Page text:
A preliminary report by Antigua and Barbuda’s Fisheries Division has calculated the cost of repairing and replacing fishing equipment and facilities damaged by recent hurricanes, in particular Hurricane Irma, at more than USD 300,000 (EUR 255,000).
Hurricane Irma hit the island of Barbuda as a Category 5 hurricane between September 5 and 6, causing massive damage.
The report, which was prepared by Senior Fisheries Officer Ian Horsford and made available to SeafoodSource, shows that “the total damage done by Hurricane Irma to the fisheries sector of Antigua and Barbuda was valued at XCD 853,541 (USD 316,000, EUR 269,000), with Barbuda accounting for 51.8 percent XCD 442,134 (USD 164,000, EUR 139,000) of the total damage.”
The report shows that 37 fishing vessels in Barbuda, or nearly 69 percent of the island’s active fishing fleet, sustained damage, including in some instances destruction of their hull or engine, valued at XCD 254,300 (USD 94,000, EUR 80,000).
Some 2,177 fish traps from Antigua and Barbuda combined sustained damage valued at XCD 387,240 (approximately USD 143,000, EUR122,000), and other fishing gear sustained XCD 34,000 (USD 12,600, EUR 10,700) worth of damage.
At the same time, the damage to fisheries facilities in both Antigua and Barbuda was valued at a total of XCD 178,001 (USD 66,000, EUR 56,000).
The damage assessed was defined in terms of partial or total destruction of physical assets, and not in terms of reduced economic flows resulting from the disaster. The report stressed the true cost of repairing and replacing the assets is still not fully known yet, making current damage assessments preliminary and conservative.
The report also highlighted the potential for fallout from the effects of the hurrricanes and the plans to deal with them. One particular concern is the likelihood that the lost fishing equipment will be involved in ghost fishing. The report says that there are plans to introduce in 2018 biodegradable panels for fish traps and mandatory marking for all traps, with the assistance of the Japan International Cooperation Agency.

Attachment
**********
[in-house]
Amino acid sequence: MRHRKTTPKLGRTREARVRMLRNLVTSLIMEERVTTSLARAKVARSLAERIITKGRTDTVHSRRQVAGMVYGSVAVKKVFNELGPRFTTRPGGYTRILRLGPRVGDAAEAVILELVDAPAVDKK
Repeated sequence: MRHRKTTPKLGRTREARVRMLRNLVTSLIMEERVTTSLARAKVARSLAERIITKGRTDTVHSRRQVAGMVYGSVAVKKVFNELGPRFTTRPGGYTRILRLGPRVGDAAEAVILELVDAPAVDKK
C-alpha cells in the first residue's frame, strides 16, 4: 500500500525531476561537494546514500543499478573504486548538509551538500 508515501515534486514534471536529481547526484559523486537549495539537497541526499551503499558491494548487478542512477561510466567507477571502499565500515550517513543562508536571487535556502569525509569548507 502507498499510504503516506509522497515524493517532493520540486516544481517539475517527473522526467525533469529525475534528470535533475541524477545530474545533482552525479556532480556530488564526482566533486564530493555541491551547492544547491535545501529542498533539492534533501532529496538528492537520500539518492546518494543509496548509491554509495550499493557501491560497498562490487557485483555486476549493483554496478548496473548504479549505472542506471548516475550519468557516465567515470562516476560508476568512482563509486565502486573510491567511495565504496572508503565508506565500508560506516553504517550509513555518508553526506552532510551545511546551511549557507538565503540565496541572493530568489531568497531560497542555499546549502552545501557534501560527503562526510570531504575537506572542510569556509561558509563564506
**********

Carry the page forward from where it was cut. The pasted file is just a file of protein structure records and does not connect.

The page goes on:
Other concerns include a likely reduced demand for fish from hotels and restaurants due to the impact of the hurricane on the country’s tourism industry. In addition, the main export markets for Antigua and Barbuda’s seafood are the Dutch and French islands of St. Martin, Martinique, and Guadeloupe. The devastation of St. Martin by Hurricane Irma and subsequent flooding of Martinique and Guadeloupe by Hurricane Maria make it likely that demand from those islands will be severely reduced.
On the other hand, the report notes, two of Antigua’s lobster exporters have entered the Hong Kong market, which “may keep the lobster fishery ‘buoyant’ in the short run, particularly in the months leading up to the Chinese New Year or Spring Festival (16 February, 2018) – the time when demand for high value seafood increase significantly for the celebration.”
The report pointed to the need to get the fishing industry in Barbuda going again “in order to benefit from this market,” noting that “it is critical that Barbudan fishers be given the necessary technical and financial assistance towards fixing their vessels given that for every 100 households in Barbuda, 84 individuals are financially dependent on fishing.”